Is this the new look in computer interfaces?

February 21, 2013

google-glassesClarke Kent took off his glasses to become Superman, but Google is hoping you’ll put on their glasses and transform yourself into superman and superwoman.

Google Glass just launched its website and video to explain what it hopes will be the next revolution in computer interface technologies, a pair of glasses that let you see the real world and digital world simultaneously – think Top Gun heads up display – and allows you to speak your commands to it.

If you’re an eager beaver you can get your hands on an early model of this $1,500 new gadget, by entering a competition and flying to the States to pick up your prize.

Take a look at the video and website and let me know whether you think this new gadget is going to take off or not.


What’s not going to here in 2050

December 13, 2012

Obsolete-StampHow will we ever live without toilet paper, cars we drives, television sets, computers, oil, the post office and credit cards, just some of today’s everyday things that we might not see in 2050.

In this fun chat with Tony McManus of 6PR Perth radio we looked at what today’s necessities are that might not be here in 30 years and also took a tonne of listeners calls on what they wanted gone by then.

Have a listen now and let me know what you think will be obsolete by 2050.


Mirror, mirror on the retail wall

November 14, 2012

On the back of recent research by the Australian Centre for Retail Studies (ACRS) that found that only 4% of people start shopping in store before eventually purchasing goods on-line and that the majority of shoppers don’t go in store with the intent of buying online, but rather are driven there by poor in-store experiences, I chatted with 6PR’s Tony MacManus about the future of Retail.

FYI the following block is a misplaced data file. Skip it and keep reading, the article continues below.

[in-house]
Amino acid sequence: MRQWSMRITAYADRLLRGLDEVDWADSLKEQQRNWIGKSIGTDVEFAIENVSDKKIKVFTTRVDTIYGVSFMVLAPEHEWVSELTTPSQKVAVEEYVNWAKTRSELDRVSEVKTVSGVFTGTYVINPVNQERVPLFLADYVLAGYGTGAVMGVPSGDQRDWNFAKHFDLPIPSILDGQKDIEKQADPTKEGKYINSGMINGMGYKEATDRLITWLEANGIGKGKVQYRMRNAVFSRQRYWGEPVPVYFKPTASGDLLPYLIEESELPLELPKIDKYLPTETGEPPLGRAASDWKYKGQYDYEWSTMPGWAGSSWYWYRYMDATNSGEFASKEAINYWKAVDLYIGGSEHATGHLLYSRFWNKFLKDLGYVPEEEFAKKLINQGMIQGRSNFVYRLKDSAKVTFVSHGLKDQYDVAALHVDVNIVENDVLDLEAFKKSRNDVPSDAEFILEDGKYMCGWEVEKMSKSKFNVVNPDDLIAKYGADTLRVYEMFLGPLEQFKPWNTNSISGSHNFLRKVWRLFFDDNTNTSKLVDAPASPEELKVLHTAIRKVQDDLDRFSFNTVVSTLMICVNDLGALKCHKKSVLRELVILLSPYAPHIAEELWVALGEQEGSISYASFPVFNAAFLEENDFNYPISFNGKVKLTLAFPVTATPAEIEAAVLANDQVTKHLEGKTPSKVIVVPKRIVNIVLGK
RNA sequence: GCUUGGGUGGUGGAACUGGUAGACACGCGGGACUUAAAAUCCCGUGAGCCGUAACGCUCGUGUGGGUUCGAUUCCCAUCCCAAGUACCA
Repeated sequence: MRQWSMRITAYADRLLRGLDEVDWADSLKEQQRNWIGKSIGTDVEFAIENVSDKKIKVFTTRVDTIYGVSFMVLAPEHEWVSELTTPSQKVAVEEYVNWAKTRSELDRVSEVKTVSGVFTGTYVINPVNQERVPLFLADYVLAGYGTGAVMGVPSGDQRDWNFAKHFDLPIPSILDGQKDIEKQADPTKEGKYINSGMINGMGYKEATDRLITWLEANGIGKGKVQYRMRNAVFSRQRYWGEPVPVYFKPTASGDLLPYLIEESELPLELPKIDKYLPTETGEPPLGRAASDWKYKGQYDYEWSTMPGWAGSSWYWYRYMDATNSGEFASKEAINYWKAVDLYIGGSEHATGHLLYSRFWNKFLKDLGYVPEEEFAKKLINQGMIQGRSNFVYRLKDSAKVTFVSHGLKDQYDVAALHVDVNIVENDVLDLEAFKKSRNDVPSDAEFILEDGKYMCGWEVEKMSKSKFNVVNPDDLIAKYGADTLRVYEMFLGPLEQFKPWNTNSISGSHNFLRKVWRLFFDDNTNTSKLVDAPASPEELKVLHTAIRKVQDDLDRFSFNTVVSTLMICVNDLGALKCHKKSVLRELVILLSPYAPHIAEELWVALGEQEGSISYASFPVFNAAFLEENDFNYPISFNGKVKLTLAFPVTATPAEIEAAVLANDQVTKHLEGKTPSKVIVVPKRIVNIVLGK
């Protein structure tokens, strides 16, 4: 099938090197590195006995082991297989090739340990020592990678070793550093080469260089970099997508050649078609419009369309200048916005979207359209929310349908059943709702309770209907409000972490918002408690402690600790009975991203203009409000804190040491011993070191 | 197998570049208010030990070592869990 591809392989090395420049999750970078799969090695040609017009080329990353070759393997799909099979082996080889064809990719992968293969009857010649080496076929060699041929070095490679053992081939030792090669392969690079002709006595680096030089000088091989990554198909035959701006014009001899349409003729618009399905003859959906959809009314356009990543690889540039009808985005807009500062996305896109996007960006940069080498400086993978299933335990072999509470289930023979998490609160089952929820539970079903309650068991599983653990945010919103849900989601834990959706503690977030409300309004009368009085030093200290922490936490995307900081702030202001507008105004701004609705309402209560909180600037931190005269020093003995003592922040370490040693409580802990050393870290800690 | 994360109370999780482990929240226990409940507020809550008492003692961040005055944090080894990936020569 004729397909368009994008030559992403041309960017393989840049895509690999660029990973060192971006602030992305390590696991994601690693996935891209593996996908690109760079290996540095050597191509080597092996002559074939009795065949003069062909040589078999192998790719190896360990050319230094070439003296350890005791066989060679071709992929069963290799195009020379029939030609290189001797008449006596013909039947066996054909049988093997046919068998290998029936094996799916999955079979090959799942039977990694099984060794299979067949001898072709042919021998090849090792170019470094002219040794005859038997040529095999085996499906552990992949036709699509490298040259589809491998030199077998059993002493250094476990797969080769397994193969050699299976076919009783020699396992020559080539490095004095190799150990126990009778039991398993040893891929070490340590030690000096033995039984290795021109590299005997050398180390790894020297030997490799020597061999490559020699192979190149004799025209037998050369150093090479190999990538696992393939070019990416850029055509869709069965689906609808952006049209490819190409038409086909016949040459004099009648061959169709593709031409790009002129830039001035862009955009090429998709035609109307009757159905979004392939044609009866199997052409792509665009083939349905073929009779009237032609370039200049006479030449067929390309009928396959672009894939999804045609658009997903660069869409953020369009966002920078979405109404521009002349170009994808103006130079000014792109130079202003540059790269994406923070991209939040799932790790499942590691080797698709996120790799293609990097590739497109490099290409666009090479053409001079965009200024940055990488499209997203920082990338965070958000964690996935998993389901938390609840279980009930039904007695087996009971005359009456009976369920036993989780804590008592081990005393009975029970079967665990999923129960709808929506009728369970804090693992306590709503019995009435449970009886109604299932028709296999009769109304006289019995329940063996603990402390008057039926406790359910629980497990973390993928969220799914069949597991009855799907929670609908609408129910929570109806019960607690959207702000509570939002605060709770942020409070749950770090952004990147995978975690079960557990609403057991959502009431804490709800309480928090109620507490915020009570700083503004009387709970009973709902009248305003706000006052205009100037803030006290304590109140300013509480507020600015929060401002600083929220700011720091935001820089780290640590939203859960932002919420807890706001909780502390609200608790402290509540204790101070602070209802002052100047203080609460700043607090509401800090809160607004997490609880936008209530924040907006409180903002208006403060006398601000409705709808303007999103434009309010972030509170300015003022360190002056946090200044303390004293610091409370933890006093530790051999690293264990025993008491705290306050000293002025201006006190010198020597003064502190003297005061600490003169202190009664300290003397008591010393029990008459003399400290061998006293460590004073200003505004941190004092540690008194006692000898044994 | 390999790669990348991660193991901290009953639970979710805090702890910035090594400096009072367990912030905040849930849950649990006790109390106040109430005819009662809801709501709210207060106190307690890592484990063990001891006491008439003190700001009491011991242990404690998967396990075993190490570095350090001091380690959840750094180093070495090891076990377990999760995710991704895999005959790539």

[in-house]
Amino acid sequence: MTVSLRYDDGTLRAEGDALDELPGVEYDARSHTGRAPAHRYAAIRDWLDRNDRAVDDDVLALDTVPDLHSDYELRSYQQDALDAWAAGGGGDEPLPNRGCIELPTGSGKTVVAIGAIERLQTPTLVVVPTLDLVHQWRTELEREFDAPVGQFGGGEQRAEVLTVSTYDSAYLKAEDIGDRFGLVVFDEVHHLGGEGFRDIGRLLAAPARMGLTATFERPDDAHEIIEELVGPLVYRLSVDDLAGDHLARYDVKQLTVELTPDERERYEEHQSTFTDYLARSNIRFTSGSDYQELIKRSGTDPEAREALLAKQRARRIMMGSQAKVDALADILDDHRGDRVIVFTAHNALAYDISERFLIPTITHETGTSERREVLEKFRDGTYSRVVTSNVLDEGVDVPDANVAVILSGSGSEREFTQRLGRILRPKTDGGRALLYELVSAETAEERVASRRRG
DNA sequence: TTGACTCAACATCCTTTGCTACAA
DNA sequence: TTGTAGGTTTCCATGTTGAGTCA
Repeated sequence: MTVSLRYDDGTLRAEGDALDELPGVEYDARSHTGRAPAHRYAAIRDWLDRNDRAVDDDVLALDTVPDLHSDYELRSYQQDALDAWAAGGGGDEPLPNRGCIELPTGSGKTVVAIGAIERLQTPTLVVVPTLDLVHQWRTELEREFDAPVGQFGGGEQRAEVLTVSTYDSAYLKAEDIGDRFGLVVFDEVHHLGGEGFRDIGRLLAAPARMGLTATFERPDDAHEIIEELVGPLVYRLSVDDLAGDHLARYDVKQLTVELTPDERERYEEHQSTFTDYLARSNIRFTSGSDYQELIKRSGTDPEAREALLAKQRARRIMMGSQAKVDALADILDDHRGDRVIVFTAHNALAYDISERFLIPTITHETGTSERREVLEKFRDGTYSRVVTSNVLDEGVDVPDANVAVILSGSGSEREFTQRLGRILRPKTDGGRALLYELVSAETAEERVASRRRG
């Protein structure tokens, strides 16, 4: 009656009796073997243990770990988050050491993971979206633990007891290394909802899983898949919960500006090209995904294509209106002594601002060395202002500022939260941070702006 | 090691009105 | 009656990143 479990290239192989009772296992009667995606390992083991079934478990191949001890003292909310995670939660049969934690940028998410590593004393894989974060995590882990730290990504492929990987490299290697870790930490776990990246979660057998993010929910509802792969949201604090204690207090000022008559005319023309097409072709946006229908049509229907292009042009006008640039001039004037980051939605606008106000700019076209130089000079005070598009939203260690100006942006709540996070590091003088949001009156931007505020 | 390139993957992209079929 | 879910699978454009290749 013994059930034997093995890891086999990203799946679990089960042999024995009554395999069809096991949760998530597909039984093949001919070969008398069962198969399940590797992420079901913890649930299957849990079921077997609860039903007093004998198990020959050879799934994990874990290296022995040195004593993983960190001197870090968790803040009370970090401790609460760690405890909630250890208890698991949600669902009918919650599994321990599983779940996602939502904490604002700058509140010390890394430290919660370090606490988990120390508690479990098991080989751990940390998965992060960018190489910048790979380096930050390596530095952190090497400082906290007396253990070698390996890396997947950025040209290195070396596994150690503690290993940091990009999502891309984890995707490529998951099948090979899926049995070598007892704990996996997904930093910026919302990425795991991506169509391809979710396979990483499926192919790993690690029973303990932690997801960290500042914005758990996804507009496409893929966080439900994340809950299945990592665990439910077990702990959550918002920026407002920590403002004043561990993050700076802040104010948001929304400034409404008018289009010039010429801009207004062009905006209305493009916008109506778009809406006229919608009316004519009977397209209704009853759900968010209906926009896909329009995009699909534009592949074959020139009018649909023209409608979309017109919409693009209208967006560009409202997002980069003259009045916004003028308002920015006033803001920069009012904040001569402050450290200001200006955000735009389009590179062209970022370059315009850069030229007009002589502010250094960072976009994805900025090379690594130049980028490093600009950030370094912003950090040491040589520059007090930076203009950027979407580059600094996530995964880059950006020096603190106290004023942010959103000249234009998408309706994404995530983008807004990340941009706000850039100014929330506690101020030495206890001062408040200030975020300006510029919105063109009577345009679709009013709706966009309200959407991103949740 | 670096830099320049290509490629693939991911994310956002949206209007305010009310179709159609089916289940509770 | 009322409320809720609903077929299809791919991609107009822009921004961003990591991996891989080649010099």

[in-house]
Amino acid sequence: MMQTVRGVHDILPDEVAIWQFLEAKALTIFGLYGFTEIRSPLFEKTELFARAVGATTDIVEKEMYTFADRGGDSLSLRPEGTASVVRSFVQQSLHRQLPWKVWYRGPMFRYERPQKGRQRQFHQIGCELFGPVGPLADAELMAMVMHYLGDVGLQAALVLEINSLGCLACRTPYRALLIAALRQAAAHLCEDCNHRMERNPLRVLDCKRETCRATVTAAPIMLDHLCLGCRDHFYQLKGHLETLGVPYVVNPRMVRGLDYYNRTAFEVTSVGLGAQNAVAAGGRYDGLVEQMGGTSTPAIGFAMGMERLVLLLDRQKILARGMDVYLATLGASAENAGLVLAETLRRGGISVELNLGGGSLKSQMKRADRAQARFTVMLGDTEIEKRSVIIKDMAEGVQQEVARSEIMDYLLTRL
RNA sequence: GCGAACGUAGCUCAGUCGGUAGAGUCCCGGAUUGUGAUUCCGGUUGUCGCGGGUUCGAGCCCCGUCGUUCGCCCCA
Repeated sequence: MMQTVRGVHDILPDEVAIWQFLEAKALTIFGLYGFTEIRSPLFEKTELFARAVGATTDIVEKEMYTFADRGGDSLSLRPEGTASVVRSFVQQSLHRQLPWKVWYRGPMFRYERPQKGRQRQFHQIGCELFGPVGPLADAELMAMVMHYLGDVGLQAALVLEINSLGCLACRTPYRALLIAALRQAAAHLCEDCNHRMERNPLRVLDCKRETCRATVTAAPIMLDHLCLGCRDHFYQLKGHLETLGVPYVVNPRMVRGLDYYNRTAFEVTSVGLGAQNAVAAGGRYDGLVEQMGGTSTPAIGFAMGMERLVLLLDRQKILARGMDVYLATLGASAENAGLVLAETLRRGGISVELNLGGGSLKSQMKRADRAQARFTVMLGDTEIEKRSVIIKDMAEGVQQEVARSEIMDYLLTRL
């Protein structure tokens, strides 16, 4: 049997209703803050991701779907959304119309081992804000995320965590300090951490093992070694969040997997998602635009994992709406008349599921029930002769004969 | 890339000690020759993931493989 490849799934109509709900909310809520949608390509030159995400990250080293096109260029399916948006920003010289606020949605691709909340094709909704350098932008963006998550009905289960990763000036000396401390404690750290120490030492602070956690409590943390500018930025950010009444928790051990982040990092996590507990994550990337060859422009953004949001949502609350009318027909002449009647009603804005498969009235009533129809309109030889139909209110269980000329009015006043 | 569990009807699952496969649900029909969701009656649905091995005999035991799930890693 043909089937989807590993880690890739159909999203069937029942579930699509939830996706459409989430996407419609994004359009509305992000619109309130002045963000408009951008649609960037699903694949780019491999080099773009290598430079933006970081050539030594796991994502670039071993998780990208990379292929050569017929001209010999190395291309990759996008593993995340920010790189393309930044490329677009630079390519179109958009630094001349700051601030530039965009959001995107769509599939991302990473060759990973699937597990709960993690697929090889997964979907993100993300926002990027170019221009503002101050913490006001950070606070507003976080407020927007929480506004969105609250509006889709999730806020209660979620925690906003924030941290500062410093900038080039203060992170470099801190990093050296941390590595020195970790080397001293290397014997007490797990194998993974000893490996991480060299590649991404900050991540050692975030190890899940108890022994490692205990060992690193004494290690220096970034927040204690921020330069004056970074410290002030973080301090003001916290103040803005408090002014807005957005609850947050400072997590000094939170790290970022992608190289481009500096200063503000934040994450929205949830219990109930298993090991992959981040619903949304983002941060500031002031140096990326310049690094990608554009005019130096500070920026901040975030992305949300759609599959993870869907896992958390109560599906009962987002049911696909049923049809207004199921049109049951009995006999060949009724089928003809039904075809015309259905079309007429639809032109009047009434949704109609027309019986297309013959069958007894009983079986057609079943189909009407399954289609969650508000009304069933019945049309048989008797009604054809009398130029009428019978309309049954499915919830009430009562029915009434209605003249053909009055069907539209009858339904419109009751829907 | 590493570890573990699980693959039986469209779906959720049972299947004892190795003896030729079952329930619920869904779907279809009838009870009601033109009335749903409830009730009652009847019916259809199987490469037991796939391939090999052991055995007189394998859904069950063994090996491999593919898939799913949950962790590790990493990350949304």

We explored magic mirrors that let you try on clothes and accessories in store without getting undressed; at home webcam technology that lets you try on before you buy; mobile phones and tablets that let you navigate around retail spaces to find exactly what you’re looking for and technology that lets you bring in-store your virtual closets or pantry so that you can match what you already have, with whatever you’re looking to buy.

All this will happen in a future retail landscape that will offer a seamless blend of in-store, mobile, and web-based experiences in which retailers and consumers will sell and buy in whichever environment suits them best depending on their immediate situation and needs.

My final message to retailers in this interview was to not overlook the longer term retail revolution that’s happening behind the scenes of the immediately more impactful economic conditions, to do so is to doom your retail store to irrelevance.

Listen now and let me know your thoughts on the Future of Retail